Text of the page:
Sunday, April 10, 2016

THE BEING AND THE BECOMING-XXXXV

The sign boards were getting fewer and far between as Hamsa walked on.

Here was PLANNER'S PARLOUR: Hamsa was interested. This colony, too, came of ancestors that went this way, going from somewhere to somewhere.

They halted for a night's rest - Someone discovered that the rations would not last more than a day. There would be some difficulty, too, with water. It became quite clear that if they had planned carefully, this calamity would not have occurred, and there would have been no difficulty two days hence. Where would they be if at end of two days they found themselves in a dessert.

It was clear that they should not set out on the journey without at least a month's reserve in hand. -This reserve had to be built up on the expectation of meeting one desert every week of journey. - And another fortnight's super-reserve to cover contingencies. Seeing how important all this was, they settled down to produce food. It took one year for getting to store a six week reserve. At the end of the year they found that their own number had doubled, and all in all they settled down to produce reserve stocks for one year.
Meantime new recruits joined. Some came from Boner's rest, some from Efficiency Bar, and hybrids were produced. Between them they managed to keep the colony quite gainfully employed and highly interesting.

One gentleman, Hamsa met, was fully occupied with the question of balancing people against food. He looked grim, for a visitor from Efficiency Bar wanted to know how the planners planned all without first Knowing if people ate at all; if so the correct operational definition for eating and all that basic data.

Another gentleman looked grim as well as glum: the sun was getting colder, one had to carefully plan so that its effects on food production could be projected on to its effects on population. The Efficiency Bar man said that he was not sure if he understood correctly - was the sun getting colder or the earth getting hotter; a matter of relativity, and this has always to be kept in mind.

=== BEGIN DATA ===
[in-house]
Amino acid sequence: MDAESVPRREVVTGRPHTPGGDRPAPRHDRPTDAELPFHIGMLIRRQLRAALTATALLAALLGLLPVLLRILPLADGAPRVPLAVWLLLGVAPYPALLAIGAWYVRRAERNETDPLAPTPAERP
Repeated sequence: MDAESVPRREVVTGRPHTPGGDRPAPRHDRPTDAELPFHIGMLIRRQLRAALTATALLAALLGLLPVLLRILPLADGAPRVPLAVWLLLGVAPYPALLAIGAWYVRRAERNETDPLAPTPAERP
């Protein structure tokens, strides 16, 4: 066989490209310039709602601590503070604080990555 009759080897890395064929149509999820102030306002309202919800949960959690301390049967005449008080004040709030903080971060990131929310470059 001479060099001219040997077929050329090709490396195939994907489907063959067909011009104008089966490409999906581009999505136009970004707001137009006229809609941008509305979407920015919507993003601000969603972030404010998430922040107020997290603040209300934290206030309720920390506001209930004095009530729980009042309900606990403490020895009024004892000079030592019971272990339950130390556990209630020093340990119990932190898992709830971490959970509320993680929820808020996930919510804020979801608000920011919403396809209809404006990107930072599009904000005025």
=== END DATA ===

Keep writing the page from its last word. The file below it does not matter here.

It was quite clear. "Planning is no joke," one colonist said.

"But it is all delightful," said Hamsa, "very colourful, too," pointing to a number of multicoloured charts the gentleman showed.

"You will be soon on your journey, I hope, with sufficient reserves in hand," said Hamsa.

What journey?" the colonist asked, "God, man, this work takes years and years and ages and generations, and I haven't had a week's holiday. I am planning to accumulate my leave and retire someday with 2 years extra pay, and the plan for my house is all ready; and then after my son passes the planner's higher grade examination, I should be ready for the next plan!"

Our journey became increasingly pleasant. We quickly passed through a cluster of minor colonies.

There was the MARKET SQUARE: this was the spot where some earlier travellers had found that each had something he did not need, and that this could be exchanged for something the other had and did not need. Then they found that many travellers had come without certain necessary things and the colony had them. They settled down to be helpful to one another in the useful occupation of exchanging unwanted things.

A more prosperous colony, in fact, the last time Hamsa met, was the DOUBTER'S DUMP: This was a colony sprung from an original group that rested here for a day. Suddenly one of them wanted to know if they were sure they were going the right way. Before this could be satisfactorily settled another was not sure if all this was worth it - how do you know that the somewhere would be better, and not infinitely worse? Then they settled down to clear the doubts and the methods for clearing them, and the methods for clearing the doubts about the methods adopted for clearing doubts. This colony became the main source of inspiration to the many other colonies we met on the way: they kept the other colonies quite busy. They frequently sent messengers down the path warning the travellers that they should not venture further till matters were at least a little more clear.

As Hamsa moved on, one of the colonists wanted to know if Hamsa was sure if the road did not suddenly vanish at the next turning. Hamsa said it would find out about it, and walked on.

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